LTE Network: Understanding eNodeB in LTE


Introduction to eNodeB:

The network architecture of LTE Network consists of a many¬†different network entities. Each network entity has a distinct role in the LTE network. In this article, we’ll cover the roles of eNodeB and its connectivity with MME in EPC Network.

LTE: eNodeB

In the LTE Radio network, the eNodeB is the LTE Base station. In each LTE Radio network, there is at least one eNodeB present to provide radio interface for UEs devices.

In a commercialized cellular operator network scenario, there may be several thousand eNodeBs in the networks that are all interconnected to one another via an X2 interface. This interconnection with all eNodeB’s help to allow efficient “handovers” in a LTE Network.

In LTE-EPC network, all eNodeBs are connected to at-least one MME (short for “Mobile Management Entity).

The main function of the eNodeB is to provide:

  • Radio Interface for LTE and
  • To perform radio resource management.

The eNodeB performs these two functions by managing the radio admission control, radio bearer control and managing/scheduling of uplink and downlink radio messages for each individual connected UEs devices.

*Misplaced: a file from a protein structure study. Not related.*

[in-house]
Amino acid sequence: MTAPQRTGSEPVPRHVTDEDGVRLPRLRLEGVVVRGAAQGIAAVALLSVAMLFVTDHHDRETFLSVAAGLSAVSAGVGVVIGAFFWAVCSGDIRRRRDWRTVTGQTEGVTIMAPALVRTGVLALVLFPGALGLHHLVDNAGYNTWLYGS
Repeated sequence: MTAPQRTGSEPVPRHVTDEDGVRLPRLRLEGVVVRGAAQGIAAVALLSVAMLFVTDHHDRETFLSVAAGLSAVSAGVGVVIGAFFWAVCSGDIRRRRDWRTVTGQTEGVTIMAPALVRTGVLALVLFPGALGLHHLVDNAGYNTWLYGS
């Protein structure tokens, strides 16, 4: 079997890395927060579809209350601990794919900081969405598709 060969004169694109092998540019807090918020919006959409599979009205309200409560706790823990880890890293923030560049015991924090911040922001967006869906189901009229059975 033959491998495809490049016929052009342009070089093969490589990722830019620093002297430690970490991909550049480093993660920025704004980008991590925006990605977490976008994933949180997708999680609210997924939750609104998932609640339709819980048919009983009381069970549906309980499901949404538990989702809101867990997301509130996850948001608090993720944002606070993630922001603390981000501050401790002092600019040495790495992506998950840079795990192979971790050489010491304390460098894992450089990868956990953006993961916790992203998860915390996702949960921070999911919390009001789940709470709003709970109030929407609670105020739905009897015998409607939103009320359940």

Furthermore, the eNodeBs are designed to provide and support IP header compression of the user-plane data. They, also perform data encryption capabilities of the user-plane data, thus providing a secure message exchange mechanism between eNodeBs and MME.

As we stated earlier, the eNodeBs are interconnected to one another via an X2 interface – moreover, eNodeBs are also connected to the EPC Network via the S1 interface.

The S1 interface further split up into two different interfaces:

  • The S1-MME Interface and
  • The S1-U Interface

The S1-MME interface is the control-plane interface between eNodeB and MME, as this interface terminates in the MME and carriers all the signaling messages between eNodeB and the MME.

Meanwhile, The S1-U interface is the user-plane interface between eNodeB and Serving GW (S-GW) or (UGW), and its designed to handles user-plane traffic and supports other major functionalities such as ‘pooling’ (management of eNodeBs and the MMEs, and between eNodeBs and S-GW), thus allows cellular operators to share there¬†radio network.



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